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LAWRENCE C EARLE
His Published Life

Artists of Grand Rapids

Early Grand Rapids Years

Marinus Harting

Kent Base Ball Club

When They Were Boys

Palestine Exhibition Company

Art In Chicago

Paintings By
Mr. Lawrence C. Earle

Brush & Pencil

Grand Rapids
Artists and Writers

Carter Times -
Dutch Boy Painter

Robert L. Stearns

Artist Paints Types
of Kingdom Come

Latest Portrait:
Mrs. Van Sluyters

Earle's Pictures are
Mountain Portraits

Exhibits New Work

Good Art in High
Class Movie Film

Motion Picture Classic
magazine cover 1916

Paints Portrait of
YWCA Helper

Lawrence C. Earle,
Distinguished Artist,
Dies at Friend's Door

Garfield Gives
Reminiscence of
Artist L. C. Earle

Dutch Boy Painter
Vol. XV Number 2
March 1922

Commemorative

 

 

Lawrence Carmichael Earle
(1845-1921)

  A near contemporary of Frederick S. Church was Lawrence Carmichael Earle. He was born in New York in 1845, and moved to Grand Rapids as a youth. Like Church, he studied with Marinus Hartung, but following the footsteps of Church, he eventually left Grand Rapids to study in Chicago with Walter Shirlaw. Before moving to Chicago, Earle returned to New York in 1866 and briefly studied there. Shirlaw recognized Earle's talent and urged him to travel to Europe and enter the Royal Academy in Munich. It is doubtful that Shirlaw could have greatly influenced Earle because he did not travel to Europe himself until 1870. At Munich Earle studied with Ludwig Barth, Franz Wagner, and other distinguished artists of the Academy. Later he traveled to Italy, where he was impressed with the masters of the Italian Renaissance, but it was the style and sentiment of the Munich school that left the deepest impression on the young artist. The thick, painterly use of pigment and heavy impasto characteristic of the Munich Academy were hallmarks of Earle's later style. In 1881 he returned to New York, where he took a studio and entered into the city's competitive art scene of the 1880's and 1890's. Earle exhibited intermittently at the National Academy's annual exhibitions from 1888 until after the turn of the century, and in 1897 he was made an associate of the Academy. Unlike Church, he was never elected a full Academician. Curiously, there is no record of Earle and F. S. Church resuming their boyhood relationship in New York. Earle eventually settled in Montclair, New Jersey, after his return to this country from his studies in Europe. Following the death of his wife in 1909, he returned to Grand Rapids, where he lived until his death in 1921. Earle was a founding member of the Art Association and influential in its early affairs. He was also a member of the American Water Color Society, the New York Water Color Club, and the Artists' Fund Society.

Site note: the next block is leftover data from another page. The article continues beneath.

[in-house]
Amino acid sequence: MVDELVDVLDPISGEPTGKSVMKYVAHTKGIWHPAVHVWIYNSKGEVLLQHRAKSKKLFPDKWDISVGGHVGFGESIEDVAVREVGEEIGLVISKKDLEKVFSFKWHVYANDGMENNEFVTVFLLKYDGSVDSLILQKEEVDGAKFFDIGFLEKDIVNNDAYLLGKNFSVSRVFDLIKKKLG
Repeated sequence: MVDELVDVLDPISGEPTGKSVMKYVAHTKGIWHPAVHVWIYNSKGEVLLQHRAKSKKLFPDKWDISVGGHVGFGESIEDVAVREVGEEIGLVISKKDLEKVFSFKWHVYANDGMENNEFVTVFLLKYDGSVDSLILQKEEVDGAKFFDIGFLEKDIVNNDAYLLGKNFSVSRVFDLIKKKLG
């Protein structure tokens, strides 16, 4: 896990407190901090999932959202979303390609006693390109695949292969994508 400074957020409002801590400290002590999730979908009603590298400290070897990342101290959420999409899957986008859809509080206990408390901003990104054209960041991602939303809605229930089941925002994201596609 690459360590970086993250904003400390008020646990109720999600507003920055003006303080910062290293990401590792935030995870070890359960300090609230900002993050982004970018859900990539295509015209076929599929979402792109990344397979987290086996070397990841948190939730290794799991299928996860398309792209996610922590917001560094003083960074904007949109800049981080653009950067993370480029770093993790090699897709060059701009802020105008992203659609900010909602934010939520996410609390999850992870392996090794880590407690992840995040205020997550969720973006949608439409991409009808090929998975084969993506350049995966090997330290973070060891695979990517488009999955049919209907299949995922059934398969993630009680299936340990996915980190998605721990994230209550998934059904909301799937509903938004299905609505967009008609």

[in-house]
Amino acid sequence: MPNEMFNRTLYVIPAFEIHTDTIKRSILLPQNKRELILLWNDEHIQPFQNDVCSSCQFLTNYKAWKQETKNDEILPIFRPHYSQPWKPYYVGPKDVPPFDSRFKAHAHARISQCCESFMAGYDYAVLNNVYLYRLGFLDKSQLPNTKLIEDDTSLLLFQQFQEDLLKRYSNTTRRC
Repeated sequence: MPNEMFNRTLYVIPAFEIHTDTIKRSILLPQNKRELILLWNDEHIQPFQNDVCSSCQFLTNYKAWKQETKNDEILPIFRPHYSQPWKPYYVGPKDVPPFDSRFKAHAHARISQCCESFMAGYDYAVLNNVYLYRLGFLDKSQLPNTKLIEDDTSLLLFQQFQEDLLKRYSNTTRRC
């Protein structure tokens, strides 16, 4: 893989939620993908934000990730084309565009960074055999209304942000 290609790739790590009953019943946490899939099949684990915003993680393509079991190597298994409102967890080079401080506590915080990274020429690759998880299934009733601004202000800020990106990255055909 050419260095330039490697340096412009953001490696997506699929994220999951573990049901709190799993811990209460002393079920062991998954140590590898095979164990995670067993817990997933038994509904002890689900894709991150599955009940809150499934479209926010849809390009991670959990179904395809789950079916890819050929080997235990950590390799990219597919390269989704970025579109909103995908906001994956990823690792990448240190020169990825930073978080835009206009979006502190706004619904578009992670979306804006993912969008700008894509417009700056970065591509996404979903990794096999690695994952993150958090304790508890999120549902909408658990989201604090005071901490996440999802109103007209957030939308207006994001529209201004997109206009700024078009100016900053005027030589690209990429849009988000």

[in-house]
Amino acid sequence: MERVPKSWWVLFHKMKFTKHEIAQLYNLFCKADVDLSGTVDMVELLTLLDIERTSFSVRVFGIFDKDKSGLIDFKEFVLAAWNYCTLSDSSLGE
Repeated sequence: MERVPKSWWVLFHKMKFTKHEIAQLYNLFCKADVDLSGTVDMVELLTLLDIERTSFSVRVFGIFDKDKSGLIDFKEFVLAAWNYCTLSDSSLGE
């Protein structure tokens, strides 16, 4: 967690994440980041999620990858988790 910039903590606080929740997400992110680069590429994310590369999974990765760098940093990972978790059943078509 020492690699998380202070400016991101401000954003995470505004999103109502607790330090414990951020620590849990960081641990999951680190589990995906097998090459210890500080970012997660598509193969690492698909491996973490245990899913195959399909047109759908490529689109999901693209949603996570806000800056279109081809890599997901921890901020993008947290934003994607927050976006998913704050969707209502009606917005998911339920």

In 1911 Earle was honored with an exhibition of his work by the Grand Rapids Art Association in the St. Cecilia Building. This was the second exhibition of the newly-organized Association. In 1913 and again in 1929, after his death, the work of Earle was exhibited at the Art Gallery.

  Earle specialized in a popular style of figure, genre, and still-life paintings. His painting of a Nurse, not dated, gives a flavor of his style of type characterization. His 1913 exhibition in Grand Rapids received considerable attention in the local press because of his charming and anecdotal representations of the mountain people of the Appalachia region of Kentucky. Many of his works were portraits of the character types of the region. Old Man with Geese, not dated, may be a work resulting from this trip to the mountains of Appalachia. One of Earle's most noted works was called Life in a Great City (un-located). It was simple in composition and showed two dogs, gaunt and shivering in a driving storm, standing outside a closed door in the heart of a large city. The utter dejection of the older dog, whose life has taught it what homelessness and cold are, and the hopefulness of the younger animal, who still believes in both its companion and the kindliness of fate, were captured skillfully by the artist. Unfortunately, other animal paintings by Earle were not so well handled, and on occasion the artist could be tryingly maudlin. Trout Fishing, not dated, and the interesting Still Life, are characteristic of his work.


!Artists of Grand Rapids 1840-1980, J. Gray Sweeney; Grand Rapids, 1981: The Grand Rapids Art Museum, The Grand Rapids Public Museum

*Thanks to Dr. J. Gray Sweeney for permission to use material from
Artists of Grand Rapids 1840-1980, J. Gray Sweeney; Grand Rapids, 1981:
The Grand Rapids Art Museum, The Grand Rapids Public Museum

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Common Corners